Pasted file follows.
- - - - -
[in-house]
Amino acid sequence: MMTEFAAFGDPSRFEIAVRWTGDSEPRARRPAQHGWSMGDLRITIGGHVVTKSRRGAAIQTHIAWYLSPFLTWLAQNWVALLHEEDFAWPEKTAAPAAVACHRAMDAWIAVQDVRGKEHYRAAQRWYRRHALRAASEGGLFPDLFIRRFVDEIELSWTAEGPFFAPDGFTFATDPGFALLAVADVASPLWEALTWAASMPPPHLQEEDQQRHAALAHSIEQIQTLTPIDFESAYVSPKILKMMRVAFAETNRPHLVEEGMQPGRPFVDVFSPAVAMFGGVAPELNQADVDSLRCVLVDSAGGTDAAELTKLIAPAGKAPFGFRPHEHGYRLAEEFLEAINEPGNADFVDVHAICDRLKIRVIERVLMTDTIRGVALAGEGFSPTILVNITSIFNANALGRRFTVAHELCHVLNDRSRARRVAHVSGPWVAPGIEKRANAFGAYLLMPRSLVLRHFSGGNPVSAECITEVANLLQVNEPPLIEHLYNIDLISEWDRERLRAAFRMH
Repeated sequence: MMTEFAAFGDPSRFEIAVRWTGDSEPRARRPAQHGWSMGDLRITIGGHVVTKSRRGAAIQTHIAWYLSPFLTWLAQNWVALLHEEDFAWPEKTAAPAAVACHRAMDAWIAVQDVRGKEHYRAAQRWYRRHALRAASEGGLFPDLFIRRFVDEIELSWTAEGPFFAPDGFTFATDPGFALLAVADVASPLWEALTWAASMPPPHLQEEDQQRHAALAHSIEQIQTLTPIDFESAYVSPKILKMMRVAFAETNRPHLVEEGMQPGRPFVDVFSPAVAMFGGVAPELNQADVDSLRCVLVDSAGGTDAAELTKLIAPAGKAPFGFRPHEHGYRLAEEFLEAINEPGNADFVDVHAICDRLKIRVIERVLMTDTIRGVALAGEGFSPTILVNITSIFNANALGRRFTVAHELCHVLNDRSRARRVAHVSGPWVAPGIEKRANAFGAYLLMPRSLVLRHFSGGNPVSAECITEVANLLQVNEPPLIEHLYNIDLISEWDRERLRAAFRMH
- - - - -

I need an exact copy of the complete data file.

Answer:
[in-house]
Amino acid sequence: MMTEFAAFGDPSRFEIAVRWTGDSEPRARRPAQHGWSMGDLRITIGGHVVTKSRRGAAIQTHIAWYLSPFLTWLAQNWVALLHEEDFAWPEKTAAPAAVACHRAMDAWIAVQDVRGKEHYRAAQRWYRRHALRAASEGGLFPDLFIRRFVDEIELSWTAEGPFFAPDGFTFATDPGFALLAVADVASPLWEALTWAASMPPPHLQEEDQQRHAALAHSIEQIQTLTPIDFESAYVSPKILKMMRVAFAETNRPHLVEEGMQPGRPFVDVFSPAVAMFGGVAPELNQADVDSLRCVLVDSAGGTDAAELTKLIAPAGKAPFGFRPHEHGYRLAEEFLEAINEPGNADFVDVHAICDRLKIRVIERVLMTDTIRGVALAGEGFSPTILVNITSIFNANALGRRFTVAHELCHVLNDRSRARRVAHVSGPWVAPGIEKRANAFGAYLLMPRSLVLRHFSGGNPVSAECITEVANLLQVNEPPLIEHLYNIDLISEWDRERLRAAFRMH
Repeated sequence: MMTEFAAFGDPSRFEIAVRWTGDSEPRARRPAQHGWSMGDLRITIGGHVVTKSRRGAAIQTHIAWYLSPFLTWLAQNWVALLHEEDFAWPEKTAAPAAVACHRAMDAWIAVQDVRGKEHYRAAQRWYRRHALRAASEGGLFPDLFIRRFVDEIELSWTAEGPFFAPDGFTFATDPGFALLAVADVASPLWEALTWAASMPPPHLQEEDQQRHAALAHSIEQIQTLTPIDFESAYVSPKILKMMRVAFAETNRPHLVEEGMQPGRPFVDVFSPAVAMFGGVAPELNQADVDSLRCVLVDSAGGTDAAELTKLIAPAGKAPFGFRPHEHGYRLAEEFLEAINEPGNADFVDVHAICDRLKIRVIERVLMTDTIRGVALAGEGFSPTILVNITSIFNANALGRRFTVAHELCHVLNDRSRARRVAHVSGPWVAPGIEKRANAFGAYLLMPRSLVLRHFSGGNPVSAECITEVANLLQVNEPPLIEHLYNIDLISEWDRERLRAAFRMH